however it does have an effect on the quantity demanded on diesel run cars as
consumers see a diesel car maintenance costs cheaper in relation to diesel run
cars. Therefore an increase in the price of petrol has a secondary effect on
those looking to purchase diesel run cars. This is also due to short term
variables as not all consumers might be able to change between petrol run cars
and diesel run cars in the short term but may be able to do so in the long run.

Increase in price of petrol leads to a decreases in demand for
petrol run cars due to  the maintenance cost of a car increasing. A
sensible consumer will look at the long term perspective of buying a petrol car
and the increase in petrol prices leading to a consumer switching to purchase a
diesel powered cards, or simply delay the decision to buy a new car or the
consumer could look for an alternative method of transports e.g. motorcycles.
This is because cars and petrol are complementary goods, so Following
the Law of Demand, when price of petrol rises, its demand falls. But since
petrol is always used with cars, a fall in demand of petrol implies a fall in
demand for cars.

c) Demand is more elastic in the long run compared to in the
short run as when prices change there’s a slight time lag as consumers need to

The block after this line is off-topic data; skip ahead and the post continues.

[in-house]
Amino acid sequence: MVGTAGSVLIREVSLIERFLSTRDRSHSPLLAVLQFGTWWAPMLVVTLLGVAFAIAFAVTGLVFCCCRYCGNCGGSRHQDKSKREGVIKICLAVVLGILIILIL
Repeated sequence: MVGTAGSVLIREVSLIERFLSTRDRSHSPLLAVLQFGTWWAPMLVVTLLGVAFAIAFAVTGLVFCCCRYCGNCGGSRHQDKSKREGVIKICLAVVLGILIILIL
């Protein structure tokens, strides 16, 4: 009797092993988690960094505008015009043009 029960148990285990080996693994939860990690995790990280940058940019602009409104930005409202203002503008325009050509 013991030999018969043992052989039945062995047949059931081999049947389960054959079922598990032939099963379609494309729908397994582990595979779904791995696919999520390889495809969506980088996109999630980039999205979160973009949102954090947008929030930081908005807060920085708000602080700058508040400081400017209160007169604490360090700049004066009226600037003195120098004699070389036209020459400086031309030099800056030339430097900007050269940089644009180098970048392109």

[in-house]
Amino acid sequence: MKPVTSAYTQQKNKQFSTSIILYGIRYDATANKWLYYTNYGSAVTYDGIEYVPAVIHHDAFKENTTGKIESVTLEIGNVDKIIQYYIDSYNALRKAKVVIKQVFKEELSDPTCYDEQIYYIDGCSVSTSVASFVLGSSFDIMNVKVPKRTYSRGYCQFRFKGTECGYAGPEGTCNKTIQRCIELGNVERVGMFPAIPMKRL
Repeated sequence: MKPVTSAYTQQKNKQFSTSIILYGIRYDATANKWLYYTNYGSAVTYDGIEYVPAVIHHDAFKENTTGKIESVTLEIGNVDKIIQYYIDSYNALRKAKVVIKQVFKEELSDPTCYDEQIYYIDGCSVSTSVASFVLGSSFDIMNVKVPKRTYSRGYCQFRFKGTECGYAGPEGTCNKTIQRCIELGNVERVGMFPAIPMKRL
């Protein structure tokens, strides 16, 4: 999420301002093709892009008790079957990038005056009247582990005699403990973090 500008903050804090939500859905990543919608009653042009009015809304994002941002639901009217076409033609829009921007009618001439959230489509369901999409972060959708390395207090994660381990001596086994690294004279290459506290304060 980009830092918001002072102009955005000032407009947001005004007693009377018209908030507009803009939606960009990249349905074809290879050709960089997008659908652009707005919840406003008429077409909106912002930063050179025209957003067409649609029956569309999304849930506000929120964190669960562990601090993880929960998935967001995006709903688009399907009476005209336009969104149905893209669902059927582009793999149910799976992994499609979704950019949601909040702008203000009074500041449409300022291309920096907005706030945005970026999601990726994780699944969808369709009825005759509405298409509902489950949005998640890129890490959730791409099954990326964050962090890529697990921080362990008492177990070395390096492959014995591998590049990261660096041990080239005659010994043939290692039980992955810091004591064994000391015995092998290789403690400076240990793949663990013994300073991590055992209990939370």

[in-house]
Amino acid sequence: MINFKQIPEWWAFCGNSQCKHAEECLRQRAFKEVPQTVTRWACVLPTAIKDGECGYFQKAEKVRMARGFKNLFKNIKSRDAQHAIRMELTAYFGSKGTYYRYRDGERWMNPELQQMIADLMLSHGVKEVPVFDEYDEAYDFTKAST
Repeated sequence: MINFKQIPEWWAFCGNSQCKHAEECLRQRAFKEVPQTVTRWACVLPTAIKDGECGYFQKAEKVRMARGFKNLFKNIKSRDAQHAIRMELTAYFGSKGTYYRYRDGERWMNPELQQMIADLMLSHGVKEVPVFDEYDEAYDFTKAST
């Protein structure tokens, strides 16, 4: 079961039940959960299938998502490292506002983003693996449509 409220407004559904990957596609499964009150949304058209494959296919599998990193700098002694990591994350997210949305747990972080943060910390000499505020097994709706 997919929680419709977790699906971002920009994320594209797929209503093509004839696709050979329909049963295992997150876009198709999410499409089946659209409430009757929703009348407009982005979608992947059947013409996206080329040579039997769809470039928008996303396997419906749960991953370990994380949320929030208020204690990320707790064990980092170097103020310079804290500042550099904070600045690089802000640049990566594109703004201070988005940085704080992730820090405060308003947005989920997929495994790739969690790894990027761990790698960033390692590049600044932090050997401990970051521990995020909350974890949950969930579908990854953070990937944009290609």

respond and change their buying habits.in addition petrol is price elastic due
to the effect of a cut in oil exportation from western countries will lead to a
rapid increase in petrol prices. On the other hand in the short run the demand
for petrol may be inelastic due to time lag as some consumers need to notice
and then respond to the price change. When the price of fuel increases, the
quantity demanded of fuel only decreases slightly in the first few months as
only few people could reduce the consumption of petrol, this demonstrates that
the demand for fuel is very inelastic in the short run.



Consumer theory shows how people decide to spend their money,
given what they prefer and budget constraints.

By having a household’s budget squeezed through no out of work
benefits, this leads to consumers having less money to spend therefore the
budget constraint increases as a consumer is more limited in consumption due to
a decrease in their budget. By increasing prices of food, housing and energy
less can spent in other areas. In this case the price of food increases, food
is regarded as a necessity therefore due to this if the price of food increases
the quantity demanded falls less than proportionately. Therefore as the
household budget squeezes those on lower income levels are affected more
compared to those in higher income levels. Therefore this theory mainly applies
to those on lower incomes whereas those on higher incomes may still consume the
same quantity of food due to the effect being lower on those with higher